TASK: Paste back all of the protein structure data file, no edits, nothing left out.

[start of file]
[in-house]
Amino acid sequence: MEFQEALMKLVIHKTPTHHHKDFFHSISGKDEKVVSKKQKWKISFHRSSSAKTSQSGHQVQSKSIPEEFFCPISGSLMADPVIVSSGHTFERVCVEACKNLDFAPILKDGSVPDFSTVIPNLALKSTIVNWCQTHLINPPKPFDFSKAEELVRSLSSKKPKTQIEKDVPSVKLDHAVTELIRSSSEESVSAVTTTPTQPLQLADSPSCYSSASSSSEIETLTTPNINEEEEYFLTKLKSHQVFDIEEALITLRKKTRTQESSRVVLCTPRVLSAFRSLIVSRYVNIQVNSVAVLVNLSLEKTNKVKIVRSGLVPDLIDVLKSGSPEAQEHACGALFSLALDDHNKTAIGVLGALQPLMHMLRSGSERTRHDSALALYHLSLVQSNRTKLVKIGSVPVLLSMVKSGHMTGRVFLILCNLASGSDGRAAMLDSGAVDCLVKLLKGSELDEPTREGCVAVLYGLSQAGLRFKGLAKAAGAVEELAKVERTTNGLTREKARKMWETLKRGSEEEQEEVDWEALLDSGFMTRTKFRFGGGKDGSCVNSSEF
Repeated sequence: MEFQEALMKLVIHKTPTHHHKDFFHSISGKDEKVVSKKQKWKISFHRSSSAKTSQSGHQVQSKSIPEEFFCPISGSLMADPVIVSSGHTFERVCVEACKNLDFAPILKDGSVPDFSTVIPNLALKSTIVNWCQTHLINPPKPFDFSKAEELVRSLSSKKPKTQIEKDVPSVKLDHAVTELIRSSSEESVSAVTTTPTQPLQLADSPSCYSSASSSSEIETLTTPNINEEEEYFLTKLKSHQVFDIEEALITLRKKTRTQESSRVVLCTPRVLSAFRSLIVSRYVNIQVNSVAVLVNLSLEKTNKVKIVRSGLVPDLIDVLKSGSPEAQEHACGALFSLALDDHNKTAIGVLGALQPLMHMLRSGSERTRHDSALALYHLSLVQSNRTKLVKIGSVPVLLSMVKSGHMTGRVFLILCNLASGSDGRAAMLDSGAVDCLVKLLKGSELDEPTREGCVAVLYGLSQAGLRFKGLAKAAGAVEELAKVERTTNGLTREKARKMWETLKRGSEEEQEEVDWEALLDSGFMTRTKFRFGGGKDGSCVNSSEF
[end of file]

[in-house]
Amino acid sequence: MEFQEALMKLVIHKTPTHHHKDFFHSISGKDEKVVSKKQKWKISFHRSSSAKTSQSGHQVQSKSIPEEFFCPISGSLMADPVIVSSGHTFERVCVEACKNLDFAPILKDGSVPDFSTVIPNLALKSTIVNWCQTHLINPPKPFDFSKAEELVRSLSSKKPKTQIEKDVPSVKLDHAVTELIRSSSEESVSAVTTTPTQPLQLADSPSCYSSASSSSEIETLTTPNINEEEEYFLTKLKSHQVFDIEEALITLRKKTRTQESSRVVLCTPRVLSAFRSLIVSRYVNIQVNSVAVLVNLSLEKTNKVKIVRSGLVPDLIDVLKSGSPEAQEHACGALFSLALDDHNKTAIGVLGALQPLMHMLRSGSERTRHDSALALYHLSLVQSNRTKLVKIGSVPVLLSMVKSGHMTGRVFLILCNLASGSDGRAAMLDSGAVDCLVKLLKGSELDEPTREGCVAVLYGLSQAGLRFKGLAKAAGAVEELAKVERTTNGLTREKARKMWETLKRGSEEEQEEVDWEALLDSGFMTRTKFRFGGGKDGSCVNSSEF
Repeated sequence: MEFQEALMKLVIHKTPTHHHKDFFHSISGKDEKVVSKKQKWKISFHRSSSAKTSQSGHQVQSKSIPEEFFCPISGSLMADPVIVSSGHTFERVCVEACKNLDFAPILKDGSVPDFSTVIPNLALKSTIVNWCQTHLINPPKPFDFSKAEELVRSLSSKKPKTQIEKDVPSVKLDHAVTELIRSSSEESVSAVTTTPTQPLQLADSPSCYSSASSSSEIETLTTPNINEEEEYFLTKLKSHQVFDIEEALITLRKKTRTQESSRVVLCTPRVLSAFRSLIVSRYVNIQVNSVAVLVNLSLEKTNKVKIVRSGLVPDLIDVLKSGSPEAQEHACGALFSLALDDHNKTAIGVLGALQPLMHMLRSGSERTRHDSALALYHLSLVQSNRTKLVKIGSVPVLLSMVKSGHMTGRVFLILCNLASGSDGRAAMLDSGAVDCLVKLLKGSELDEPTREGCVAVLYGLSQAGLRFKGLAKAAGAVEELAKVERTTNGLTREKARKMWETLKRGSEEEQEEVDWEALLDSGFMTRTKFRFGGGKDGSCVNSSEF